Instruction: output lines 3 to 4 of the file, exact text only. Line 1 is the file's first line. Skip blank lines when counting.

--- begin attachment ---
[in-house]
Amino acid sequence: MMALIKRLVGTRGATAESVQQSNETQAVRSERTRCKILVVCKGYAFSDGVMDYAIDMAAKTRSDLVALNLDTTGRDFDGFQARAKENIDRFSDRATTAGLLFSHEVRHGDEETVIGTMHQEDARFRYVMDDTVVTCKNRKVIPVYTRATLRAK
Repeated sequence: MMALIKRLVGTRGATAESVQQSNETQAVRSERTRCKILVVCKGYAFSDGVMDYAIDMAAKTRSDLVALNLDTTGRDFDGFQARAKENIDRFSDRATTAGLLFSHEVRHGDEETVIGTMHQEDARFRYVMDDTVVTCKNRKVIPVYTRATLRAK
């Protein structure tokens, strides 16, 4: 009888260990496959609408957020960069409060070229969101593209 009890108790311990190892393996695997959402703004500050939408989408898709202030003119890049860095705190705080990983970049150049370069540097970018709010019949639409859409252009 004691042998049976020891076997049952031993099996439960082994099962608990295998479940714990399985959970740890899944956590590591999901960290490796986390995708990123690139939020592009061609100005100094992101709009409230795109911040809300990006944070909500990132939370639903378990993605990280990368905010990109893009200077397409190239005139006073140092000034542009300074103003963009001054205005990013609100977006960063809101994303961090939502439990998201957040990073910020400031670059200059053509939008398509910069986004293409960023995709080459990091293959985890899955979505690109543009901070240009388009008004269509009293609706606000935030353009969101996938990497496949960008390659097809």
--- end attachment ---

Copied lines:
Repeated sequence: MMALIKRLVGTRGATAESVQQSNETQAVRSERTRCKILVVCKGYAFSDGVMDYAIDMAAKTRSDLVALNLDTTGRDFDGFQARAKENIDRFSDRATTAGLLFSHEVRHGDEETVIGTMHQEDARFRYVMDDTVVTCKNRKVIPVYTRATLRAK
């Protein structure tokens, strides 16, 4: 009888260990496959609408957020960069409060070229969101593209 009890108790311990190892393996695997959402703004500050939408989408898709202030003119890049860095705190705080990983970049150049370069540097970018709010019949639409859409252009 004691042998049976020891076997049952031993099996439960082994099962608990295998479940714990399985959970740890899944956590590591999901960290490796986390995708990123690139939020592009061609100005100094992101709009409230795109911040809300990006944070909500990132939370639903378990993605990280990368905010990109893009200077397409190239005139006073140092000034542009300074103003963009001054205005990013609100977006960063809101994303961090939502439990998201957040990073910020400031670059200059053509939008398509910069986004293409960023995709080459990091293959985890899955979505690109543009901070240009388009008004269509009293609706606000935030353009969101996938990497496949960008390659097809």